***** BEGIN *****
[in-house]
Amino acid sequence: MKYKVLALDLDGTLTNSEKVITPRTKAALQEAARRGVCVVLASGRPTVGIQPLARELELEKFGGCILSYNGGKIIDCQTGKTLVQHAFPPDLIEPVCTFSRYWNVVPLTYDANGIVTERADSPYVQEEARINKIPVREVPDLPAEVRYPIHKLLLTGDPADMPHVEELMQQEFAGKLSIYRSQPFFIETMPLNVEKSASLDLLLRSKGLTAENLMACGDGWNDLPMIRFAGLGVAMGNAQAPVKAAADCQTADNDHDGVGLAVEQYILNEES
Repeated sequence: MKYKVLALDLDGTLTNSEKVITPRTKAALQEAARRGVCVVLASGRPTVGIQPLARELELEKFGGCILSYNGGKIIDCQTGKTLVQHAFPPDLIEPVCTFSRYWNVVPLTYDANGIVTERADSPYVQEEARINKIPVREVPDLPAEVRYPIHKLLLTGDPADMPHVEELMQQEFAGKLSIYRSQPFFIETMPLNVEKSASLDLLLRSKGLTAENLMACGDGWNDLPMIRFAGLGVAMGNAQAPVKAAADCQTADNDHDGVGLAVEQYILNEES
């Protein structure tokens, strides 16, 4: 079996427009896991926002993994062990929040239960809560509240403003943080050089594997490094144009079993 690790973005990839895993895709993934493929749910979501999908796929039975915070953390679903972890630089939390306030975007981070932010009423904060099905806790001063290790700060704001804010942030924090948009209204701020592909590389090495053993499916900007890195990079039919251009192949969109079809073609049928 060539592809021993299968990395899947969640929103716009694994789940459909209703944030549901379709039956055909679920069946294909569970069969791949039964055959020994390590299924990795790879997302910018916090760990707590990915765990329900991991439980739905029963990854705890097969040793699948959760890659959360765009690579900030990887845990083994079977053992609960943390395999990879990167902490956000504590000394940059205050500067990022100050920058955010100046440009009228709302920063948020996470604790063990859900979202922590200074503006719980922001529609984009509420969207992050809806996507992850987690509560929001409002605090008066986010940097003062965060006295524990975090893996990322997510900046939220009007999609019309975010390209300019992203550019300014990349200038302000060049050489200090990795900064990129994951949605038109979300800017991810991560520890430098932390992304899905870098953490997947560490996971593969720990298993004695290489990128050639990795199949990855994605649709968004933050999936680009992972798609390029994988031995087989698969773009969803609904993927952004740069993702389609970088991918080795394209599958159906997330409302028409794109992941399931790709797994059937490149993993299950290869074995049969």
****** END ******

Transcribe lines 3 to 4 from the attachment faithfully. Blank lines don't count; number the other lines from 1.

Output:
Repeated sequence: MKYKVLALDLDGTLTNSEKVITPRTKAALQEAARRGVCVVLASGRPTVGIQPLARELELEKFGGCILSYNGGKIIDCQTGKTLVQHAFPPDLIEPVCTFSRYWNVVPLTYDANGIVTERADSPYVQEEARINKIPVREVPDLPAEVRYPIHKLLLTGDPADMPHVEELMQQEFAGKLSIYRSQPFFIETMPLNVEKSASLDLLLRSKGLTAENLMACGDGWNDLPMIRFAGLGVAMGNAQAPVKAAADCQTADNDHDGVGLAVEQYILNEES
């Protein structure tokens, strides 16, 4: 079996427009896991926002993994062990929040239960809560509240403003943080050089594997490094144009079993 690790973005990839895993895709993934493929749910979501999908796929039975915070953390679903972890630089939390306030975007981070932010009423904060099905806790001063290790700060704001804010942030924090948009209204701020592909590389090495053993499916900007890195990079039919251009192949969109079809073609049928 060539592809021993299968990395899947969640929103716009694994789940459909209703944030549901379709039956055909679920069946294909569970069969791949039964055959020994390590299924990795790879997302910018916090760990707590990915765990329900991991439980739905029963990854705890097969040793699948959760890659959360765009690579900030990887845990083994079977053992609960943390395999990879990167902490956000504590000394940059205050500067990022100050920058955010100046440009009228709302920063948020996470604790063990859900979202922590200074503006719980922001529609984009509420969207992050809806996507992850987690509560929001409002605090008066986010940097003062965060006295524990975090893996990322997510900046939220009007999609019309975010390209300019992203550019300014990349200038302000060049050489200090990795900064990129994951949605038109979300800017991810991560520890430098932390992304899905870098953490997947560490996971593969720990298993004695290489990128050639990795199949990855994605649709968004933050999936680009992972798609390029994988031995087989698969773009969803609904993927952004740069993702389609970088991918080795394209599958159906997330409302028409794109992941399931790709797994059937490149993993299950290869074995049969």